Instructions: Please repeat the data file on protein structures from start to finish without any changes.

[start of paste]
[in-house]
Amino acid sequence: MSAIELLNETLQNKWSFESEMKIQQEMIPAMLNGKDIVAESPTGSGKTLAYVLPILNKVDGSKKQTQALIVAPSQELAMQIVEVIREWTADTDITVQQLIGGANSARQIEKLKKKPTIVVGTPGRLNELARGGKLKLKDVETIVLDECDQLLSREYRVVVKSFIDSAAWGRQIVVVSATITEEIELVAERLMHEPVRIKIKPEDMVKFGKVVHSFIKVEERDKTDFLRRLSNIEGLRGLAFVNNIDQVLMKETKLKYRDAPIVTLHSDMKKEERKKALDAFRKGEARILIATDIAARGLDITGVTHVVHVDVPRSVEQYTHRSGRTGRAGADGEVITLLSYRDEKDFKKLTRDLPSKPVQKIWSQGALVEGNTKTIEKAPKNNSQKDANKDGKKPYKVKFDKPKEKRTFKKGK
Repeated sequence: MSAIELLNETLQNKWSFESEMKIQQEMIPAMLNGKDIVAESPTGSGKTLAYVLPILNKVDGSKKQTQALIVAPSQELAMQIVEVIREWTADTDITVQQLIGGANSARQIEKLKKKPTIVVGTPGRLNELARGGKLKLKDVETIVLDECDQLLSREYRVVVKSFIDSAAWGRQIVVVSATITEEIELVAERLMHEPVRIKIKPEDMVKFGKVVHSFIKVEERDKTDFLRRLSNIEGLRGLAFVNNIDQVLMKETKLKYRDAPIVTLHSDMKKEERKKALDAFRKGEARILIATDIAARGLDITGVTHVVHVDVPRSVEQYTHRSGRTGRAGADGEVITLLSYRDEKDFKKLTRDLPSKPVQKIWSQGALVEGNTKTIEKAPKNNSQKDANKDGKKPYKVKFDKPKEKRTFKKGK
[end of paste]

[in-house]
Amino acid sequence: MSAIELLNETLQNKWSFESEMKIQQEMIPAMLNGKDIVAESPTGSGKTLAYVLPILNKVDGSKKQTQALIVAPSQELAMQIVEVIREWTADTDITVQQLIGGANSARQIEKLKKKPTIVVGTPGRLNELARGGKLKLKDVETIVLDECDQLLSREYRVVVKSFIDSAAWGRQIVVVSATITEEIELVAERLMHEPVRIKIKPEDMVKFGKVVHSFIKVEERDKTDFLRRLSNIEGLRGLAFVNNIDQVLMKETKLKYRDAPIVTLHSDMKKEERKKALDAFRKGEARILIATDIAARGLDITGVTHVVHVDVPRSVEQYTHRSGRTGRAGADGEVITLLSYRDEKDFKKLTRDLPSKPVQKIWSQGALVEGNTKTIEKAPKNNSQKDANKDGKKPYKVKFDKPKEKRTFKKGK
Repeated sequence: MSAIELLNETLQNKWSFESEMKIQQEMIPAMLNGKDIVAESPTGSGKTLAYVLPILNKVDGSKKQTQALIVAPSQELAMQIVEVIREWTADTDITVQQLIGGANSARQIEKLKKKPTIVVGTPGRLNELARGGKLKLKDVETIVLDECDQLLSREYRVVVKSFIDSAAWGRQIVVVSATITEEIELVAERLMHEPVRIKIKPEDMVKFGKVVHSFIKVEERDKTDFLRRLSNIEGLRGLAFVNNIDQVLMKETKLKYRDAPIVTLHSDMKKEERKKALDAFRKGEARILIATDIAARGLDITGVTHVVHVDVPRSVEQYTHRSGRTGRAGADGEVITLLSYRDEKDFKKLTRDLPSKPVQKIWSQGALVEGNTKTIEKAPKNNSQKDANKDGKKPYKVKFDKPKEKRTFKKGK